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The Toy Story Theorem: Ep. 1


pegkowalski

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If one of your favorite movies of all time is not Toy Story, I think you need to re-evaluate some life choices. There is one thing besides its lovable characters, genuinely hysterical puns and intense plot twists that makes this movie a one in a million instant classic, and that is: the fzx!

Pixar's voted most amazing moment is the scene in which cartoon action absolutely takes to the sky as Buzz Lightyear proves his flying skills in the comfort of Andy's room. Of course the scene is immense fun to watch - but even more fun to analyze!

The launch of his flight begins as Buzz steps onto a hot wheels track and rolls down it on one of those adorable little finger skateboards.

Even just this first step is FULL FRONTAL FZX. Conservation of energy plays a major role in this aspect as when Buzz takes off his he has both kinetic and potential energy that remain to have the same sum from the moment he starts on the track as well as the moment he leaves it and begins to soar.

(1/2) m (v1)^2 + m g (h1) = (1/2) m (v2)^2 + m g (h2)

Because Buzz always remains the same mass, the masses can be cancelled out. And because he begins with a velocity of zero, the first term of the equation can also be deemed null and void.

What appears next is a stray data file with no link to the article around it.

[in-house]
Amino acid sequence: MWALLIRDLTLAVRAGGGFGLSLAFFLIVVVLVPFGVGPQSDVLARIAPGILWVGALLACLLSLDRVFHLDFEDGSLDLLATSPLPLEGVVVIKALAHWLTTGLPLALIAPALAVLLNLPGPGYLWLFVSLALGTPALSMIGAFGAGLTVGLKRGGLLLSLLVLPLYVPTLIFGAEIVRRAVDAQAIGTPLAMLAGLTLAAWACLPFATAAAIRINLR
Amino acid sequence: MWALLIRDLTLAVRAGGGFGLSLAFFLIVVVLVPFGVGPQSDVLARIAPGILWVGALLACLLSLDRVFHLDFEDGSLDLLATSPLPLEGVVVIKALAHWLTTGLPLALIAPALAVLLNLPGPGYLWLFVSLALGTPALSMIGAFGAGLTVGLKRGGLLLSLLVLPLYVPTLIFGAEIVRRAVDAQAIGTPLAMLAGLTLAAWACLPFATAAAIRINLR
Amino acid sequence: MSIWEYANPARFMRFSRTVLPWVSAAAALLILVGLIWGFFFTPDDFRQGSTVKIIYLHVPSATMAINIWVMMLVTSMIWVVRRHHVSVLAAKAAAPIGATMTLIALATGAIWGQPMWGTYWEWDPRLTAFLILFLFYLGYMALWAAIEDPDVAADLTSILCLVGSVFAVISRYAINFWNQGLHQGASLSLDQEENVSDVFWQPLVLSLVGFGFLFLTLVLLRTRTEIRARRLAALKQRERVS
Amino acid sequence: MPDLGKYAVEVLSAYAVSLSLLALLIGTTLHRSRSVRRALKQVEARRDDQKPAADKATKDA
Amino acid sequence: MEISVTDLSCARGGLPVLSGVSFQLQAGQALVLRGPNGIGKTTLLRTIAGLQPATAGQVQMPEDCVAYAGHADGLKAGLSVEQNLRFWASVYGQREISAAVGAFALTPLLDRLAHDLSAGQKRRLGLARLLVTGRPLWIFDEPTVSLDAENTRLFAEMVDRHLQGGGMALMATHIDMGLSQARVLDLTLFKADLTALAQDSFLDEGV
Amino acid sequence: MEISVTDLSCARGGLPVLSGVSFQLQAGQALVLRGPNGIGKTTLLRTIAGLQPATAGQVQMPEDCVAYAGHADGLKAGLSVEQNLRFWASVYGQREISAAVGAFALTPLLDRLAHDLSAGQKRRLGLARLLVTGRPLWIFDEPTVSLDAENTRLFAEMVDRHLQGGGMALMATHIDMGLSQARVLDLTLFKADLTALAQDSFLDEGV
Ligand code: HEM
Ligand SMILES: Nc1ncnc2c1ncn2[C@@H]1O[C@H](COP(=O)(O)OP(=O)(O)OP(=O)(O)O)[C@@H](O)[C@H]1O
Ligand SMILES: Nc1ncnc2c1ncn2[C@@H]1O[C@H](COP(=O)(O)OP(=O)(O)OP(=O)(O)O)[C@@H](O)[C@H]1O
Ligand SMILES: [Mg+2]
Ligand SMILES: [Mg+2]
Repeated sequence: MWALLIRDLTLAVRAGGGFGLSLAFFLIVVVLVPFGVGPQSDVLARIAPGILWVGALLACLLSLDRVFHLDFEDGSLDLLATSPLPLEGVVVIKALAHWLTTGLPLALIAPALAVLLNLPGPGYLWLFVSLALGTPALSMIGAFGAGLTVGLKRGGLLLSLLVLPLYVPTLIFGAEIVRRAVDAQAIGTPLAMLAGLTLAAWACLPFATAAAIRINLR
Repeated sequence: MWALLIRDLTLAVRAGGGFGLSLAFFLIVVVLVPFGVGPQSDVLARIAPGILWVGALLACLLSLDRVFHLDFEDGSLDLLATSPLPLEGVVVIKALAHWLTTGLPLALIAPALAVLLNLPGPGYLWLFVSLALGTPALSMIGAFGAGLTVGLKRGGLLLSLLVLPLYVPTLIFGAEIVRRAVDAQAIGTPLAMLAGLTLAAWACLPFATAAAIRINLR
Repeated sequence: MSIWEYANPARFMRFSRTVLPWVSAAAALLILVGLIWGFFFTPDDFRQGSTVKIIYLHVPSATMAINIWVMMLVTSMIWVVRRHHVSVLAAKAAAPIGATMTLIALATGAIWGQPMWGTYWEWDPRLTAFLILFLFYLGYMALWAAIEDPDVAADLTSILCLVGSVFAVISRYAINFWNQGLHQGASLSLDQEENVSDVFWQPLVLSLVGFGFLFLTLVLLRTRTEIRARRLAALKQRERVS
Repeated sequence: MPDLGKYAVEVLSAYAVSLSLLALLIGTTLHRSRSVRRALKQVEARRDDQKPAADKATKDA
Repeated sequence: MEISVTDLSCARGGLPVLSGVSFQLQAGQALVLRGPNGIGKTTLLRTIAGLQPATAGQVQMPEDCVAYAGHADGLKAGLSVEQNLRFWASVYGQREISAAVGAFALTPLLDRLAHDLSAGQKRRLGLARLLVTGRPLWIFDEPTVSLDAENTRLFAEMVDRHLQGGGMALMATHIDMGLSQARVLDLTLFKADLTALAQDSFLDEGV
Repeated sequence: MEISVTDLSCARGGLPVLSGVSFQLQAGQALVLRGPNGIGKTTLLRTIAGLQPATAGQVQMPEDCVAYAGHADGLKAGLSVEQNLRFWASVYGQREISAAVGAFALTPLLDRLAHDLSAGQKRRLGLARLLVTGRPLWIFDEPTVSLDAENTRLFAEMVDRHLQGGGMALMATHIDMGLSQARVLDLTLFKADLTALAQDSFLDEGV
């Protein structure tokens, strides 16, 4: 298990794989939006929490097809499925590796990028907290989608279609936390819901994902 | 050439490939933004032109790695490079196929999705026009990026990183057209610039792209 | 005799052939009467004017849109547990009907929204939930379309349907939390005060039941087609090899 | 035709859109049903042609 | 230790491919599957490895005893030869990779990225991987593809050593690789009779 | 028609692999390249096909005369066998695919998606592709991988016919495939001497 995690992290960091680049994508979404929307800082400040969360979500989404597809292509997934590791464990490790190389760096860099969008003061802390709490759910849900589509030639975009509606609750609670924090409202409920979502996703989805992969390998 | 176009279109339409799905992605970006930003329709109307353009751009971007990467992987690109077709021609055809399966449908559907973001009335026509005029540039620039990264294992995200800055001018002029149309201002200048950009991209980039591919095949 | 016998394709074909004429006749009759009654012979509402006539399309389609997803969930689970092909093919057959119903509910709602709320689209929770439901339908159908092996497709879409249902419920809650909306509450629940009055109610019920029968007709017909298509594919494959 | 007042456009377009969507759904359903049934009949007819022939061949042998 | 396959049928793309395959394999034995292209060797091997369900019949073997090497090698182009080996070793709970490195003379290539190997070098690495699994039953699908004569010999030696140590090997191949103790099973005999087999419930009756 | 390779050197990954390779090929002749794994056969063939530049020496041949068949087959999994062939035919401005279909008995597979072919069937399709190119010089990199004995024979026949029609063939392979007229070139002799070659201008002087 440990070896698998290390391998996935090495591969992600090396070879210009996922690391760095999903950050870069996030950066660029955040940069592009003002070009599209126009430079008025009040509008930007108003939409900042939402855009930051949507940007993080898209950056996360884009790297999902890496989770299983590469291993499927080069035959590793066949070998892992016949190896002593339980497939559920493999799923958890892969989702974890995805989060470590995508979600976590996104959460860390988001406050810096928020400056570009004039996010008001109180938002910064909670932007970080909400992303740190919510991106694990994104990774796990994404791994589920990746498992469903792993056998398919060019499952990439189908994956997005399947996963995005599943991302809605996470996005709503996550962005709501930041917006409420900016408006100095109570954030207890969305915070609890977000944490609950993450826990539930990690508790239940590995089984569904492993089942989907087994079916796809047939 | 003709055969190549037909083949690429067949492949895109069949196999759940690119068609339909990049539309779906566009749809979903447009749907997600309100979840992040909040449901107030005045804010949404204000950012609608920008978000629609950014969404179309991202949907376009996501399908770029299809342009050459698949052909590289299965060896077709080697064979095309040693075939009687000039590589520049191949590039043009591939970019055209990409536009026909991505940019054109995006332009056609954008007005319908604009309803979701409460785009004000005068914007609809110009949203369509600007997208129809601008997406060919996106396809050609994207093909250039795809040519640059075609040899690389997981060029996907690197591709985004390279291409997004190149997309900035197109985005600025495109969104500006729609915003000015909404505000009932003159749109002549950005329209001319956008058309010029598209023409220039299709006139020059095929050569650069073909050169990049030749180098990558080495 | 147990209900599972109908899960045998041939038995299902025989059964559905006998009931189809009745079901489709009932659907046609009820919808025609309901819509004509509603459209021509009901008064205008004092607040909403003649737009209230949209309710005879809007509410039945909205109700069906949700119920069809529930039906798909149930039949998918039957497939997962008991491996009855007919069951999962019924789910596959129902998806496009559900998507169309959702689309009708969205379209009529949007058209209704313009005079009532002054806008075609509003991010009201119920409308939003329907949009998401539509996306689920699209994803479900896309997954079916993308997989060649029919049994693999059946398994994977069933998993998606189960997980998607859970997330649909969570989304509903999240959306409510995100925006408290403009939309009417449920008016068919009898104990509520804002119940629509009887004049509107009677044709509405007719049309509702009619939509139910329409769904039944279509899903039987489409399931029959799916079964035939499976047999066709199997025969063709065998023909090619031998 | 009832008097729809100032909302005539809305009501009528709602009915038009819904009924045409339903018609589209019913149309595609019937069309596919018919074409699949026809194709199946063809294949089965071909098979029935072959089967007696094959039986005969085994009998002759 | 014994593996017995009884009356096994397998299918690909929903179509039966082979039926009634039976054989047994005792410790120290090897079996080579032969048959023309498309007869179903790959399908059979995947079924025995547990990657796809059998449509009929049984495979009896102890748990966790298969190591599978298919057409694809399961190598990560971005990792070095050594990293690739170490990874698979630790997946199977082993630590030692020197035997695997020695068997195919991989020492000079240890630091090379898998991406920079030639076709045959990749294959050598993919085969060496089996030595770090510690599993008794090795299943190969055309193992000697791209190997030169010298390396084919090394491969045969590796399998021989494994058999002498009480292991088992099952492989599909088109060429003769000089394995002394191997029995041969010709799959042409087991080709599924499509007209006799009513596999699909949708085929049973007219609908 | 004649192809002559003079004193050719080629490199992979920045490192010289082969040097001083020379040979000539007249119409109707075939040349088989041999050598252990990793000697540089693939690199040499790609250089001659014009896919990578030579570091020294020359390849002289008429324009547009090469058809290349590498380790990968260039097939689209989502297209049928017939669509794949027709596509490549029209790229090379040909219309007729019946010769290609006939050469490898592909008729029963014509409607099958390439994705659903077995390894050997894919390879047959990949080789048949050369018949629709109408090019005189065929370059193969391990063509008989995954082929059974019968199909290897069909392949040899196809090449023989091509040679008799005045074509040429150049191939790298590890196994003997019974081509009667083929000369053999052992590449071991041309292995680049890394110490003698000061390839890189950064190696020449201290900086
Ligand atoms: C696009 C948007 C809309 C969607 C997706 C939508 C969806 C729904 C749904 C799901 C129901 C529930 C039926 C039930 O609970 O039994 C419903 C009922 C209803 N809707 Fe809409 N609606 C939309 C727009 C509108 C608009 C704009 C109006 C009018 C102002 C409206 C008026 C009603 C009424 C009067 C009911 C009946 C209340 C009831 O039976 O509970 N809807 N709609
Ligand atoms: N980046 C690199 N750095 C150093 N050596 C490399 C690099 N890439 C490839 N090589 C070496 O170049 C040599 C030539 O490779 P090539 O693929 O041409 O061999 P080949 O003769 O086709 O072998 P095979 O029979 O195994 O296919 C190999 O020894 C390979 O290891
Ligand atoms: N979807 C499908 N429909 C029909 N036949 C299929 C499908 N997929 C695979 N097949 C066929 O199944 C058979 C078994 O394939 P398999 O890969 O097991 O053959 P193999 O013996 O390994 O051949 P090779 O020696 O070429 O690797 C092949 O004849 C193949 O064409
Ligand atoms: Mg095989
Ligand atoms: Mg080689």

g (h1) = (1/2) (v2)^2 + g (h2)

'g' is the constant for gravitational acceleration, otherwise known as 9.81 m/(s^2) downward. So in order to figure out Buzz's velocity as he takes to the sky (infinity and beyond), all we need are his initial height and ending height.

v = [2(g (h1 - h2))] ^ (1/2)

For the purpose of this example and my next set of blogs, let's approximate that...

h1 = 1.5m

h2 =1.2m

Ergo...

Buzz's velocity off the hot wheels track and into the air would be:

v = [2(9.81 (1.5 - 1.2))] ^ (1/2)

v = [2(9.81)(0.3)] ^ (1/2)

v = [5.886] ^ (1/2)

v = 2.426 m/s

Immediately following his take-off, what goes up must come down; so as Buzz falls (with style) for what I'll call an approximated 0.5m, he eventually hits a bouncy ball and gains his second wind to continue his extravagant flight performance after an impressive elastic collision, which I will evaluate next time!

In the meantime, FZX C students and peer bloggers: always remember to, as Woody once said, "Reach for the sky!"

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